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Feng shui
 

Feng shui

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    Feng shui Feng shui Presentation Transcript

    • 风水 fēng shuǐ
    • Feng Shui Introduction  Feng Shui is an ancient art and science developed over 3,000 years ago in China. It is a complex body of knowledge that reveals how to balance the energies of any given space to assure the health and good fortune for people inhabiting it.  An ancient Chinese system of aesthetics believed to utilize the Laws of both heaven (astronomy) and Earth (geography) to help one improve life by receiving positive Qi. The original designation for the discipline is Kan Yu (堪舆; kānyú; literally: Tao of heaven and earth).  The words feng shui literally translate as "wind-water" in English. This is a cultural shorthand taken from the following passage of the Zhangshu (Book of Burial) by Guo Pu of the Jin Dynasty  Qi rides the wind and scatters, but is retained when encountering water.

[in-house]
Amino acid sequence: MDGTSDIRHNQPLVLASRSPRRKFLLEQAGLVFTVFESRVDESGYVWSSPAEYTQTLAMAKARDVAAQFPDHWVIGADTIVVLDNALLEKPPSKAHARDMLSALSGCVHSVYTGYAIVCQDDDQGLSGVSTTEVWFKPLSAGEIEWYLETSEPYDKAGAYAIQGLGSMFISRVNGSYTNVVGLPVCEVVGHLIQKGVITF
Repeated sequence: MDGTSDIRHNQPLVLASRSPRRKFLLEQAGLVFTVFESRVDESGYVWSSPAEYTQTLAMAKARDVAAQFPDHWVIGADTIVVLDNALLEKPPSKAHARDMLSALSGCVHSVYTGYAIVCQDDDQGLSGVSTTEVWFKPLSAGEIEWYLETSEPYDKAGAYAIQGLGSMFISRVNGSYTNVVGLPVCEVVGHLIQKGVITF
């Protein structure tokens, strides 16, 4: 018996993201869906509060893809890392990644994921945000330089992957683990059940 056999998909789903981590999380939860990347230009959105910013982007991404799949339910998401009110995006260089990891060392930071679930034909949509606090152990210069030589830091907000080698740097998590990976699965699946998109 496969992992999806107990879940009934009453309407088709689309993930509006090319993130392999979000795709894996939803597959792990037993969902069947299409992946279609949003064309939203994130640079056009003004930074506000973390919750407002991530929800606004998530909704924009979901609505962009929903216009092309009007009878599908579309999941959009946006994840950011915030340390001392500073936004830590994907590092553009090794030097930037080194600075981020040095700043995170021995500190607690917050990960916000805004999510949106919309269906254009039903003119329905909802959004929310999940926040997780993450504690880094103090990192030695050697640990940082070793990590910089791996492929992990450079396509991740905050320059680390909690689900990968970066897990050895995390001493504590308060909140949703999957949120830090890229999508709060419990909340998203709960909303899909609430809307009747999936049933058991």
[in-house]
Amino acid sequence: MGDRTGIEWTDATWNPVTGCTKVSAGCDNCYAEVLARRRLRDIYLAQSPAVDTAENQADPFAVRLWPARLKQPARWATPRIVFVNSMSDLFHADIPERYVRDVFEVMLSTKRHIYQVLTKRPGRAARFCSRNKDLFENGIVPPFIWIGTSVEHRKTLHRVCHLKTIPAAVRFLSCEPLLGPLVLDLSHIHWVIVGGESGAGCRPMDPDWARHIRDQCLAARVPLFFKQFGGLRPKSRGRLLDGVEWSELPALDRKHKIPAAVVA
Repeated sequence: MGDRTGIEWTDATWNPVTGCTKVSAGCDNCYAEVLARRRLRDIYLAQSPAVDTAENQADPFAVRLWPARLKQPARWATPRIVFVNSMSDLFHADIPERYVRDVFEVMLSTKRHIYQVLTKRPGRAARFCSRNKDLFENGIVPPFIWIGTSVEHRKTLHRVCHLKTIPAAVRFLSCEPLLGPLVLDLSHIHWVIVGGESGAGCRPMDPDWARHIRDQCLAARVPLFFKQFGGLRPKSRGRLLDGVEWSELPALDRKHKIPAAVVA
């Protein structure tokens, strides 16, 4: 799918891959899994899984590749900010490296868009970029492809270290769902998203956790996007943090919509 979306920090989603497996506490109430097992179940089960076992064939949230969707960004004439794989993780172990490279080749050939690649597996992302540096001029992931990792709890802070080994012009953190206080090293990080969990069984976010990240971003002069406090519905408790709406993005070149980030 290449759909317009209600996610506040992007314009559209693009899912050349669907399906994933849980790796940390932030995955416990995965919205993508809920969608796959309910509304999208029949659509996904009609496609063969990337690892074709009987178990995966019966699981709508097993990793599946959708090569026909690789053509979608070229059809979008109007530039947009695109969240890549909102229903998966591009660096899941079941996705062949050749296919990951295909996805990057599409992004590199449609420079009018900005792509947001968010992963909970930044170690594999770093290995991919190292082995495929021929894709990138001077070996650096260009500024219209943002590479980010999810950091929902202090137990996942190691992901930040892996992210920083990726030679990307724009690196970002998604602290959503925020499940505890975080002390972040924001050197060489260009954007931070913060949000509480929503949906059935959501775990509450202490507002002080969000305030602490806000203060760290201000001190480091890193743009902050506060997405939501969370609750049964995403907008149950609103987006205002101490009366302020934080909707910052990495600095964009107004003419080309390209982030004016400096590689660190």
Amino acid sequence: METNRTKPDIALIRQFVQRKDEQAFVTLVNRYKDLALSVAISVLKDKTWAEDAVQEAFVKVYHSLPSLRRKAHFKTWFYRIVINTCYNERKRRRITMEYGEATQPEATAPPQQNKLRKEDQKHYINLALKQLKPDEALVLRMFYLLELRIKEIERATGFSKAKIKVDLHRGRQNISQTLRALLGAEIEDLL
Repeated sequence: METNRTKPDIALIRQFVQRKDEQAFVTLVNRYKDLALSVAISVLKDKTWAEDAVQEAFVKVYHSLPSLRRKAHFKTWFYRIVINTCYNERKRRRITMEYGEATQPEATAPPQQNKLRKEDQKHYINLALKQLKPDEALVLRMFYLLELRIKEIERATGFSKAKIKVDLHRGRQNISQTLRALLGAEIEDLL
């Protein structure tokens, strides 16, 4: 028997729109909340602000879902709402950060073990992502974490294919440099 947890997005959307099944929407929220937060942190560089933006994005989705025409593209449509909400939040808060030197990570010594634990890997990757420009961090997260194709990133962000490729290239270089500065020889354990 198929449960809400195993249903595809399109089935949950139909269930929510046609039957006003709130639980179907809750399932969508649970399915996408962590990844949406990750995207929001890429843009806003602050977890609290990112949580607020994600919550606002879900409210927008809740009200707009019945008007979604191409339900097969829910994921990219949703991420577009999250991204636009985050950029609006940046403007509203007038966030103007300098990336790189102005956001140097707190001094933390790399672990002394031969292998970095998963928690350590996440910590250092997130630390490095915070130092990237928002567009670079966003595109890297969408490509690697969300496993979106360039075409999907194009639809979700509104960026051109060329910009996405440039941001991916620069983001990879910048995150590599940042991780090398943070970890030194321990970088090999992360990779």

• A feng shui spiral at LA Chinatown's Metro station
    • Feng Shui History  In Chinese culture gentle wind and clear water have always been associated with good harvest and good health, thus "good feng shui" came to mean good livelihood and fortune, while "bad feng shui" came to mean hardship and misfortune.  Feng Shui is based on the Taoist vision and understanding of nature, particularly on the idea that the land is alive and filled with Chi, or energy.  The ancient Chinese believed that the land's energy could either make or break the kingdom, so to speak.  The theories of yin and yang, as well as the five feng shui elements, are some of the basic aspects of a feng shui analysis that come from Taoism.  Until the invention of the magnetic compass, apparently Feng Shui relied on astronomy to find correlations between humans and the Universe  Traditional Feng Shui instrumentation consists of the Luopan or the earlier south-pointing spoon (zhinan zhen)
    • Use of Feng Shui Left: A building in Hong Kong with a hollow middle hole, maximizing on fengshui benefits Below: A modern feng shui fountain at Taipei 101, Taiwan